The Cambridge History of English and American Literature in 18 Volumes (1907–21).
Volume XIII. The Victorian Age, Part One.
§ 14. Mrs. Oliphant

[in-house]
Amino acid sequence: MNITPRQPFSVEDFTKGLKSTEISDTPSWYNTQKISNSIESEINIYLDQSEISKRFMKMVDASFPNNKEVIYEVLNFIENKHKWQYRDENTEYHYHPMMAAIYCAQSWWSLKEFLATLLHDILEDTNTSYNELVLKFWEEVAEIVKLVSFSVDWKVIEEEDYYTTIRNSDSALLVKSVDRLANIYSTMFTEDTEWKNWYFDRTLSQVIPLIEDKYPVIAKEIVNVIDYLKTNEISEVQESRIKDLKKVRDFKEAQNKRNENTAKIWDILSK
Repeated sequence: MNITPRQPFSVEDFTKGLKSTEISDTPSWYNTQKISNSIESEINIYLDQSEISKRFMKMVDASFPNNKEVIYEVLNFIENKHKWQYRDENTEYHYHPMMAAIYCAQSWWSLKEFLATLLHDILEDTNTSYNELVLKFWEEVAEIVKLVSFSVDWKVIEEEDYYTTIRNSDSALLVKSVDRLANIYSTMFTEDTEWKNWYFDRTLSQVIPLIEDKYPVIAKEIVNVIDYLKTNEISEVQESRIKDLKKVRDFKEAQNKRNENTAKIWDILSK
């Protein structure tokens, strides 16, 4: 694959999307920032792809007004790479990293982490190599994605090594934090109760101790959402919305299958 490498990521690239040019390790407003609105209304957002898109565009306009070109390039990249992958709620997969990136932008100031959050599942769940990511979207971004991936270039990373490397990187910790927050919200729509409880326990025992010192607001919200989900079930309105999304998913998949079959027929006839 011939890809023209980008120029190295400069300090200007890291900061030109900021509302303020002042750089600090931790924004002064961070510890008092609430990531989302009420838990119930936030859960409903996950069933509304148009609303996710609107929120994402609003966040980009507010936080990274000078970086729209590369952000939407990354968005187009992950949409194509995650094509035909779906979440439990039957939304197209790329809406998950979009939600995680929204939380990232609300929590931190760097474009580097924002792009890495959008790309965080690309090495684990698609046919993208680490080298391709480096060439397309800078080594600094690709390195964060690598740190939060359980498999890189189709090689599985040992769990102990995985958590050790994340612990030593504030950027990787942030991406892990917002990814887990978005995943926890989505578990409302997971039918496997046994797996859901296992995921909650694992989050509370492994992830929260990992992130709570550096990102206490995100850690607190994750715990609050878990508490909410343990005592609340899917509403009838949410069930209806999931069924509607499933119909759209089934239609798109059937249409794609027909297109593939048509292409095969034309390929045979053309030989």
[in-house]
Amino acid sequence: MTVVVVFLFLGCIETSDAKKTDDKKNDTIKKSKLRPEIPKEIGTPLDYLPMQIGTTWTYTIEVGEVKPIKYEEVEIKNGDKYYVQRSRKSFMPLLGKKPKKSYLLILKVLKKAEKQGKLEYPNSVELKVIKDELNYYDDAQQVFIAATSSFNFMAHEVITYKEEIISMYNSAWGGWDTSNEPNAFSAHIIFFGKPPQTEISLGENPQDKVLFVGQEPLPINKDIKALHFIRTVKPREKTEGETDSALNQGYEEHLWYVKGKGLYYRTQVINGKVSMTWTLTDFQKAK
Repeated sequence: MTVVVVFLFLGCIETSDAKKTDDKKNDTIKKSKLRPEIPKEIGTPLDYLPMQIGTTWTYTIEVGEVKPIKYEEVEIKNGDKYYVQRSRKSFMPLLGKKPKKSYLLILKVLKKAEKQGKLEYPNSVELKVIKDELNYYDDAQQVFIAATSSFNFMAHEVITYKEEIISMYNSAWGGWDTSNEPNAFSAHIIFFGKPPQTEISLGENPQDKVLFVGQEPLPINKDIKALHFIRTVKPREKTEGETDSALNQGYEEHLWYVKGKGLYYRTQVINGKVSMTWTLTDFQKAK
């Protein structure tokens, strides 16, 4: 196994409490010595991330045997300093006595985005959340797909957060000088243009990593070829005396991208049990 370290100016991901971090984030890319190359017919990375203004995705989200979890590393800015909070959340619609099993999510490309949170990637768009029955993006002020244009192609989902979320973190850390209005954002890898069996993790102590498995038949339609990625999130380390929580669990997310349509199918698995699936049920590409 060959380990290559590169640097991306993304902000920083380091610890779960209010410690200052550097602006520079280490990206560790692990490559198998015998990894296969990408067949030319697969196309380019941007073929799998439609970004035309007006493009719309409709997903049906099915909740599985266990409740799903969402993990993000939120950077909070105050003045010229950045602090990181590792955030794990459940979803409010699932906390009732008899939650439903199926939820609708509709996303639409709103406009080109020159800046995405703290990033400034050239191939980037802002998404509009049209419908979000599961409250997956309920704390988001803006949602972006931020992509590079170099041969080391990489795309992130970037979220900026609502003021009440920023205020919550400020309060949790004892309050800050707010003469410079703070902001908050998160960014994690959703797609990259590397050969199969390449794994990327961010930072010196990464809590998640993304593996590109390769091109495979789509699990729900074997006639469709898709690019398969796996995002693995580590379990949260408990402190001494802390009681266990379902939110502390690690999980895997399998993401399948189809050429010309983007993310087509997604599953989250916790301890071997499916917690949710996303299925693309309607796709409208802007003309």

Another region which Mrs. Oliphant’s art explored was the unseen world. In A Beleaguered City (1880), with eerie imaginative power she depicted the city of Semur in the department of the Haute Bourgogne, “emptied of its folk” by a visitation of the spirits of the dead, who move about in the streets with a disconcerting purposefulness not to be fathomed by the grosser intellects of men. A Little Pilgrim in the Unseen (1882) and other books illustrate, again, this control of the springs of mystery, compared with which Lytton’s rosicrucianism seems frigid and mechanical. Setting and place serve Mrs. Oliphant well, again, in her stories of her native land, which follow in the established tradition of Mrs. Hamilton, Susan Ferrier, Galt and Moir. We pass from the mere facile inventiveness of White-ladies (1876) or The Cuckoo in the Nest (1892) (their scenes being laid in England) to people whose dialect, manners and affections derive from roots deep fixed in their native soil, in the Scots stories which begin with Margaret Maitland in 1849. One of the best of these stories, Kirsteen (1890), which paints the dour pride and passion of a Douglas, the silent affection, quick temper and humorous practicality of the daughter Kirsteen and the fidelity of the old retainer Margaret, gives a living picture of an Argyllshire interior. To the mere volume and miscellaneous nature of her work, undertaken, somewhat apathetically, as the plaintive Autobiography (1899) shows, in a heroic effort to provide for a family fated to disaster, must be set down Mrs. Oliphant’s failure to win a place nearer to George Eliot and Mrs. Gaskell.